Near Sharpsburg in Washington County, Maryland — The American Northeast (Mid-Atlantic)
3rd Delaware Infantry
3rd Delaware Volunteers
Major Arthur MaGinnis
3rd Brigade, 2nd Division, XII Corps
This regiment, worn down from active
service in the second Manassas Campaign,
went into action Sept. 17, 1862 with only
five officers and 120 men. It started
out on the right of the Union line in
front of the West Woods. After heavy
action along the Hagerstown Pike, it
helped repulse Confederate counter attack
following rout of Sedgwick's Division.
Final position of the regiment, 65 yards
North of this point.
Losses Officers - Killed 1 - Wounded 2
Men - Killed 5 - Wounded 9
Total 17 of 125 engaged
Delaware Civil War Centennial Commission
May 30, 1964
Erected 1964 by Delaware Civil War Centennial Commission.
Location. 39° 28.742′ N, 77° 44.971′ W. Marker is near Sharpsburg, Maryland, in Washington County. Marker is on Dunker Church Road / Old Hagerstown Pike, on the right when traveling south. Touch for map. Located at stop five of the driving tour of Antietam Battlefield, near the Philadelphia Brigade monument. Marker is in this post office area: Sharpsburg MD 21782, United States of America.
Other nearby markers. At least 8 other Philadelphia Brigade Monument (within shouting distance of this marker); "Back Boys, For God's Sake Move Back;" (about 300 feet away, measured in a direct line); The Onward Rush to Victory or Defeat (about 300 feet away); Philadelphia Brigade Park (about 300 feet away); Brigadier General William E. Starke (about 300 feet away); Baltimore Battery (about 400 feet away); a different marker also named The Baltimore Battery (about 400 feet away); Brockenbrough’s 2nd Baltimore, Maryland Battery (about 500 feet away). Touch for a list and map of all markers in Sharpsburg.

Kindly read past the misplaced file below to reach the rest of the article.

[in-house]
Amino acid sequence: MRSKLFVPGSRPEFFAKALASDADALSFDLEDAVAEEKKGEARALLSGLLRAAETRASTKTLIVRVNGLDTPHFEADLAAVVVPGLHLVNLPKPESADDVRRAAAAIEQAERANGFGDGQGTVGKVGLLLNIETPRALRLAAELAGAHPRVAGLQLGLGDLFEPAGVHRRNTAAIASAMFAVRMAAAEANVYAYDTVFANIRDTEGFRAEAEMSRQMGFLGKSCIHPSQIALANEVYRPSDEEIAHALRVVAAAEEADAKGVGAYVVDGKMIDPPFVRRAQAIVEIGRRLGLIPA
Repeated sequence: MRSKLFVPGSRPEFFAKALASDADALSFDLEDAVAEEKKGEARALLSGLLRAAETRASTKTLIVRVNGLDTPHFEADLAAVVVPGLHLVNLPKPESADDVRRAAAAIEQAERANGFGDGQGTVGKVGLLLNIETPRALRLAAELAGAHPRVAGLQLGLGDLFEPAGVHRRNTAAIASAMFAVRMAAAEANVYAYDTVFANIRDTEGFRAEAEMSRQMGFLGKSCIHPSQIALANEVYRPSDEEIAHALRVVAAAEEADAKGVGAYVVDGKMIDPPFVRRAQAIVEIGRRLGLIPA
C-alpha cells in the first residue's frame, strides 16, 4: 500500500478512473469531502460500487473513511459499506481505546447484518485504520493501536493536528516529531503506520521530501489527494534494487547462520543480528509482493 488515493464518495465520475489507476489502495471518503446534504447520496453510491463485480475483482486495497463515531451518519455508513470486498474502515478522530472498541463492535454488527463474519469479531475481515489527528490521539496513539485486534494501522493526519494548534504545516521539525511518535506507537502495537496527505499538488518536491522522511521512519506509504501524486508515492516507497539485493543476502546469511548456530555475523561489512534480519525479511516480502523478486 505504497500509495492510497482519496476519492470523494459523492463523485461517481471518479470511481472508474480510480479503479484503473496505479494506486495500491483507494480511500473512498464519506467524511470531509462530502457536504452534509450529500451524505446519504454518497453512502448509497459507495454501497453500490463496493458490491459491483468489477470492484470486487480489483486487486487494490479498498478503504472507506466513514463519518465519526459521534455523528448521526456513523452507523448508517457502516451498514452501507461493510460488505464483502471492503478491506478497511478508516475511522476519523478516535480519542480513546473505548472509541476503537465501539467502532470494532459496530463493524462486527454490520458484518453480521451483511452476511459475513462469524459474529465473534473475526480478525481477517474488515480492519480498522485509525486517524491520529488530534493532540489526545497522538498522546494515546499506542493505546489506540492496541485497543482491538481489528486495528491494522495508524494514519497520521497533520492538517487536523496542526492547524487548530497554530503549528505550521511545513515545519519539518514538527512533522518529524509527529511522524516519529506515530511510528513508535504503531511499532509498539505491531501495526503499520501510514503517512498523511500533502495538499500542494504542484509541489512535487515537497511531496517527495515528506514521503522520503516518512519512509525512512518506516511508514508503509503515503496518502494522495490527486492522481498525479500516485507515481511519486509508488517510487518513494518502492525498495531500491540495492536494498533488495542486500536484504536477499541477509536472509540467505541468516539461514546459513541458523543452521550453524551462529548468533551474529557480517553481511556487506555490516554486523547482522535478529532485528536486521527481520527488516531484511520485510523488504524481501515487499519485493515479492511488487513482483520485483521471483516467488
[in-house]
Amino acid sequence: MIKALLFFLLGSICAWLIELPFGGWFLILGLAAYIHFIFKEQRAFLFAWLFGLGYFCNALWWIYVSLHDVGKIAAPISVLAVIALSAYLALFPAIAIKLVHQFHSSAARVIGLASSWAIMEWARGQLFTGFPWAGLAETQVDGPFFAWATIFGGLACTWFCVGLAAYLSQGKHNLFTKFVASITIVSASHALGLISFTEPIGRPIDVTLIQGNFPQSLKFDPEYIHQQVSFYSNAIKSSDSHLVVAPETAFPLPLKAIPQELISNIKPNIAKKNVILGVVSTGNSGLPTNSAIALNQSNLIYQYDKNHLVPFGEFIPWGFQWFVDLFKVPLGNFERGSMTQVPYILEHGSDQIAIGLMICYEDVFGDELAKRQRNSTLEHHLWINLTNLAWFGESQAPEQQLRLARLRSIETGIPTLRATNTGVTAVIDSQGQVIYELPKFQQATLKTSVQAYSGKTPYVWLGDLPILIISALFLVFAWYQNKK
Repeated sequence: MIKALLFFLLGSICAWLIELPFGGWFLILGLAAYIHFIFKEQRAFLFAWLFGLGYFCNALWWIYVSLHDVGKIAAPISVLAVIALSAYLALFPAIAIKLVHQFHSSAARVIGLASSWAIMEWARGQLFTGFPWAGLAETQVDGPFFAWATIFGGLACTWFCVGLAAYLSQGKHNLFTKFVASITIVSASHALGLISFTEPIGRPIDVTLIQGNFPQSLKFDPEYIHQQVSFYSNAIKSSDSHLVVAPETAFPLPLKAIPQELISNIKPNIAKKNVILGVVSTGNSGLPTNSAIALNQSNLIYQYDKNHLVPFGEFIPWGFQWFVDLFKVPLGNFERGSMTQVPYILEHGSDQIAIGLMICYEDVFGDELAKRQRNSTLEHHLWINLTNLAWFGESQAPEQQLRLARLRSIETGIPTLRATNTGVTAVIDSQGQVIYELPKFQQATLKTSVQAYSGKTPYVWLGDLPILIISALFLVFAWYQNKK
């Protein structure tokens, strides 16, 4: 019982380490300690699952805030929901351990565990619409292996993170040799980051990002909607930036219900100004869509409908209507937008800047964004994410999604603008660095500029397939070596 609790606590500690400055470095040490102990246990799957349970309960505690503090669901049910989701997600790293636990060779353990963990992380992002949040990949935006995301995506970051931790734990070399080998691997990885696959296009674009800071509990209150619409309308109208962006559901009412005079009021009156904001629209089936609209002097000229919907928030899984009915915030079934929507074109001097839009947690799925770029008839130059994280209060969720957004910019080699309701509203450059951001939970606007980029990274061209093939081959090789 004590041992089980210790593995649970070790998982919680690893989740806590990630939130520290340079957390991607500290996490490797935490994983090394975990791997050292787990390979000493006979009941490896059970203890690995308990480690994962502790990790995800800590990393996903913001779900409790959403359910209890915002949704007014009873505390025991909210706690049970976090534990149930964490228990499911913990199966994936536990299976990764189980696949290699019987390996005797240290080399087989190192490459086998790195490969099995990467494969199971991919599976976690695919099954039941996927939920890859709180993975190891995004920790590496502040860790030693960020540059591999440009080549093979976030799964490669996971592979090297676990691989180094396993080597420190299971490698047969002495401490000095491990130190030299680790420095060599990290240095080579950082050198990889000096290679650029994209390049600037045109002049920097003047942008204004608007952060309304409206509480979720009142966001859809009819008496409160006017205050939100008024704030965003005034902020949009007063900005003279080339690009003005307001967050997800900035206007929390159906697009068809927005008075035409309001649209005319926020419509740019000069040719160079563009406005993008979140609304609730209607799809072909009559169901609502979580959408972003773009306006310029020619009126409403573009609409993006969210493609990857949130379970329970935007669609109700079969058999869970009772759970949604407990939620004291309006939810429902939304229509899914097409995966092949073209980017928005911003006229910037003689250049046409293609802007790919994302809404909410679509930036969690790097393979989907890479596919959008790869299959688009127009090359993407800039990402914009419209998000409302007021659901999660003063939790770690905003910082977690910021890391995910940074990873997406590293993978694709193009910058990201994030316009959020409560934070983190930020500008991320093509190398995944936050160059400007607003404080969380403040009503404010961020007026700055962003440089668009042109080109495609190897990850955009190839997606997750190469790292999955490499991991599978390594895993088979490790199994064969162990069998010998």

Regarding 3rd Delaware Infantry. Describing the battle in the official report, Captain Levin Day wrote, ...Major Maginnis was wounded, and we retreated in good order under command of Captain William J. McKaig. We formed in a field to the rear of our former position, from which we again retreated obliquely to the left and rear, coming into position by a 12-pounder battery, which immediately opened on the enemy. Out of range of the rebel guns, we reposed here until the engagement ceased. Both officers and men behaved with coolness and bravery, and it would be invidious to mention individual cases. (Submitted on April 20, 2008, by Craig Swain of Leesburg, Virginia.)
Also see . . . 3rd Delaware Infantry Monument (Submitted on April 20, 2008, by Craig Swain of Leesburg, Virginia.)
Categories. • War, US Civil •
Credits. This page was last revised on September 21, 2017. This page originally submitted on April 20, 2008, by Craig Swain of Leesburg, Virginia. This page has been viewed 842 times since then and 3 times this year. Photos: 1. submitted on April 20, 2008, by Craig Swain of Leesburg, Virginia. 2. submitted on October 16, 2015, by Brian Scott of Anderson, South Carolina. 3. submitted on April 20, 2008, by Craig Swain of Leesburg, Virginia. 4. submitted on October 16, 2015, by Brian Scott of Anderson, South Carolina. 5. submitted on April 20, 2008, by Craig Swain of Leesburg, Virginia.